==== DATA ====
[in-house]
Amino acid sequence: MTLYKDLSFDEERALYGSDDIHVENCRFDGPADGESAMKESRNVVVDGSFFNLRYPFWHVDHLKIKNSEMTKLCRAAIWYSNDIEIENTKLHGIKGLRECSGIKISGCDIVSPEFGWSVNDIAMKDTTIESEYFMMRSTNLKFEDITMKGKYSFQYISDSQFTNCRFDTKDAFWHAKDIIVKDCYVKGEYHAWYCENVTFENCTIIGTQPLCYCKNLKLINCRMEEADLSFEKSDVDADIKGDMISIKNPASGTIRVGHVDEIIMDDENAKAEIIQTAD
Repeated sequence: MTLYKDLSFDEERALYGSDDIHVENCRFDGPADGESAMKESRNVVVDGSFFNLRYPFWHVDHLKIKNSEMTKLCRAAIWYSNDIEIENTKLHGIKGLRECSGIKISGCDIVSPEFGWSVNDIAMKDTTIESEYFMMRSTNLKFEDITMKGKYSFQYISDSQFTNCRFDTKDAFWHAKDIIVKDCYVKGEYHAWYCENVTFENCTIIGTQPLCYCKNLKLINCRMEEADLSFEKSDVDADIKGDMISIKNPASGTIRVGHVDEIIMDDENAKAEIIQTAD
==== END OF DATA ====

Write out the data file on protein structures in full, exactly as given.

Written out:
[in-house]
Amino acid sequence: MTLYKDLSFDEERALYGSDDIHVENCRFDGPADGESAMKESRNVVVDGSFFNLRYPFWHVDHLKIKNSEMTKLCRAAIWYSNDIEIENTKLHGIKGLRECSGIKISGCDIVSPEFGWSVNDIAMKDTTIESEYFMMRSTNLKFEDITMKGKYSFQYISDSQFTNCRFDTKDAFWHAKDIIVKDCYVKGEYHAWYCENVTFENCTIIGTQPLCYCKNLKLINCRMEEADLSFEKSDVDADIKGDMISIKNPASGTIRVGHVDEIIMDDENAKAEIIQTAD
Repeated sequence: MTLYKDLSFDEERALYGSDDIHVENCRFDGPADGESAMKESRNVVVDGSFFNLRYPFWHVDHLKIKNSEMTKLCRAAIWYSNDIEIENTKLHGIKGLRECSGIKISGCDIVSPEFGWSVNDIAMKDTTIESEYFMMRSTNLKFEDITMKGKYSFQYISDSQFTNCRFDTKDAFWHAKDIIVKDCYVKGEYHAWYCENVTFENCTIIGTQPLCYCKNLKLINCRMEEADLSFEKSDVDADIKGDMISIKNPASGTIRVGHVDEIIMDDENAKAEIIQTAD